Money vs Passion: Side Hustles

Money vs Passion: Side Hustles

There’s this video by Gary Vee called Use Laziness to Your Advantage that stuck with me. It was one of those bits of information that clicks in your head, that you resonate with, and then completely forget about.

Here’s the punchline:

“Laziness has my attention because I think if you’re lazy, you’re actually giving yourself an indication that you don’t like it [the thing you’re procrastinating].”

Keep that in the back of your mind while I tell you a little story.

Over the past 4 or 5 months, I’ve been working on building an SEO business. I started by focusing on freelancing, just trading hours for money. I got a few clients, but found myself dreading the work.

I was excited about building the business, but started procrastinating the work.

With jobs it’s one thing. You show up, put your time in, and then come home to relax. But with a side hustle, it’s different. Not only do you have to show up at your full-time job, but when you’re exhausted at the end of the day, you still have to show up to build your side hustle.

You have to sacrifice your weekends, lunches, and morning to work on your project(s). The fuel you receive from the idea of extra money starts to wane quickly when you’re exhausted and just want to relax.

Disclaimer: The ‘burn the boats’ methodology works here too, but when you’re trying to start a small side hustle, and don’t have a huge safety net to quit your job, there aren’t too many other options. Also, this is only true if you’re in a decent financial spot with your career to begin with, which luckily, I am.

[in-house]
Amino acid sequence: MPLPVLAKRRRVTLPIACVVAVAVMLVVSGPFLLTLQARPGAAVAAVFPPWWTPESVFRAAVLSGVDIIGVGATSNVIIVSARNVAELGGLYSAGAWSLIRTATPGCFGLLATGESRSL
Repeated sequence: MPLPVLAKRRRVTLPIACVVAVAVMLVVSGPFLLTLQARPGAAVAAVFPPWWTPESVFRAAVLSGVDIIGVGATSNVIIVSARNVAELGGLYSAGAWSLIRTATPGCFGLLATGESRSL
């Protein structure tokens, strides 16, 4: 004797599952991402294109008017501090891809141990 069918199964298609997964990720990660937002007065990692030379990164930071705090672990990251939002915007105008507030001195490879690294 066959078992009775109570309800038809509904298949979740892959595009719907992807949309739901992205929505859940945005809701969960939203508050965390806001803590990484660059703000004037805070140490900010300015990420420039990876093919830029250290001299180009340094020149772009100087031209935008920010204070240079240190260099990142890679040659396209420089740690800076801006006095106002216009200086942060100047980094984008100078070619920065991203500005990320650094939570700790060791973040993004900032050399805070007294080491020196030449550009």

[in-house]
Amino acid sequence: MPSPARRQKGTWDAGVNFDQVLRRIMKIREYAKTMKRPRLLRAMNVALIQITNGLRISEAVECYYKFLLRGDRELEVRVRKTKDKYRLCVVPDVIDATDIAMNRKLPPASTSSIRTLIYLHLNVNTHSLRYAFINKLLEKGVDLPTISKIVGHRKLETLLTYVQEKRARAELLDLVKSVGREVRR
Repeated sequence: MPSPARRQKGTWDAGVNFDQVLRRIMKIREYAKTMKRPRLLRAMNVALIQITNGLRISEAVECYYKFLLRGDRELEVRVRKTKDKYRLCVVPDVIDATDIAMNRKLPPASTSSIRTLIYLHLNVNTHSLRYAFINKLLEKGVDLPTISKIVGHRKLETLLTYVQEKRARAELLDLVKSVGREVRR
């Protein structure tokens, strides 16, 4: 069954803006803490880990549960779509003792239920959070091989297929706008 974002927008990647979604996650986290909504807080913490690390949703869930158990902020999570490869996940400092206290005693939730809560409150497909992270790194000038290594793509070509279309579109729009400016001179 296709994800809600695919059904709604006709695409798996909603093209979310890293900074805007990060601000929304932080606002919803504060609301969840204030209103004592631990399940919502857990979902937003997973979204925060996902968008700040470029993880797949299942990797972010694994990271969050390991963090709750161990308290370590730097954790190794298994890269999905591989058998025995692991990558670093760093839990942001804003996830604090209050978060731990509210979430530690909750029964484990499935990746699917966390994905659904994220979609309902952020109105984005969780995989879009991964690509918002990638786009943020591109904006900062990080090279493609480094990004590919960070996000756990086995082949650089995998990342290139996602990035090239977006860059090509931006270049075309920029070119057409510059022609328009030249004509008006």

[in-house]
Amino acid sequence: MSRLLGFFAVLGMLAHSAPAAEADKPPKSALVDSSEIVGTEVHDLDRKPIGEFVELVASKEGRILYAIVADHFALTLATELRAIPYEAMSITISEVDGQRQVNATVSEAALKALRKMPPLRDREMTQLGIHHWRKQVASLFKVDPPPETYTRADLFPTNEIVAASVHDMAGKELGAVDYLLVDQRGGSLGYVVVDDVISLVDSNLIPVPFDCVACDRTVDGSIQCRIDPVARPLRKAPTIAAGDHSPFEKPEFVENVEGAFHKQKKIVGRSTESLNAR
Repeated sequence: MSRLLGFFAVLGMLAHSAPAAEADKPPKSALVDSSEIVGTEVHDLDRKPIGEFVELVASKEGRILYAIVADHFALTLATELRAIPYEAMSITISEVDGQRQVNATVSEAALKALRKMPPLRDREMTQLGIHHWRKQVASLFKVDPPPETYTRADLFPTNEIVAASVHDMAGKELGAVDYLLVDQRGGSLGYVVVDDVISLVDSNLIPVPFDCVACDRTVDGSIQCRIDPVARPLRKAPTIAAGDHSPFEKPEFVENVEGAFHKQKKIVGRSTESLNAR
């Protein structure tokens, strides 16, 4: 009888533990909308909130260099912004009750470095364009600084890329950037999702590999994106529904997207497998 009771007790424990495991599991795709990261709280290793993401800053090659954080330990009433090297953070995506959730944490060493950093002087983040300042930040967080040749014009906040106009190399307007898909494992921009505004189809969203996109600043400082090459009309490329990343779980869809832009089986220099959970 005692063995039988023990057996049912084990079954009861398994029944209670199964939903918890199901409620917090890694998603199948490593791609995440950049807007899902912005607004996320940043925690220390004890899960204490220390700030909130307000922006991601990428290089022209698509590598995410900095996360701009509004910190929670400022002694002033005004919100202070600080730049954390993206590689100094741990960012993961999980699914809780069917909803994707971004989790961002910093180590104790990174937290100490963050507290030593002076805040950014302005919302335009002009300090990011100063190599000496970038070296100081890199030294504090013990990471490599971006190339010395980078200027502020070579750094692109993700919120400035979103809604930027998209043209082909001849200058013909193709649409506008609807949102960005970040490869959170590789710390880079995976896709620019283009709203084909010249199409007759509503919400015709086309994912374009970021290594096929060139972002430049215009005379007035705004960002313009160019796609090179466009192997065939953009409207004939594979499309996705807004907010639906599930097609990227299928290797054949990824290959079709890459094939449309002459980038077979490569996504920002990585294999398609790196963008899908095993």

The one source that can keep that fuel going is “I truly love working on this.” (AKA enjoying the journey.)

If you find yourself being lazy or procrastinating when it comes to your side-hustle, it might be time to take a step back and ask why.

These are the questions I asked myself:

  1. Why do you want to work on your side hustle?
  2. Are you doing it for the money?
  3. If so, why do you want the money?

It turns out that yes, I was mainly focusing on freelancing because it was the easiest way to make extra money, and I wanted the “freedom” that it could provide me. (Spoiler alert, freelancing ≠ freedom.)

It turns out that I didn’t need the quickest way to make money through my side hustle. I wasn’t enjoying the process, which is what really matters at the end of the day. What I really wanted was to start building businesses. To work on becoming an entrepreneur instead of just a freelancer. There’s nothing wrong if becoming a freelancer is your passion, I just found out that it’s probably not mine.

Keep the purpose for your side hustle close. If your purpose isn’t strong enough to keep you going, it might be time to take a step back and re-evaluate.

Have comments or want to start a discussion? Let’s chat about this post over on Twitter!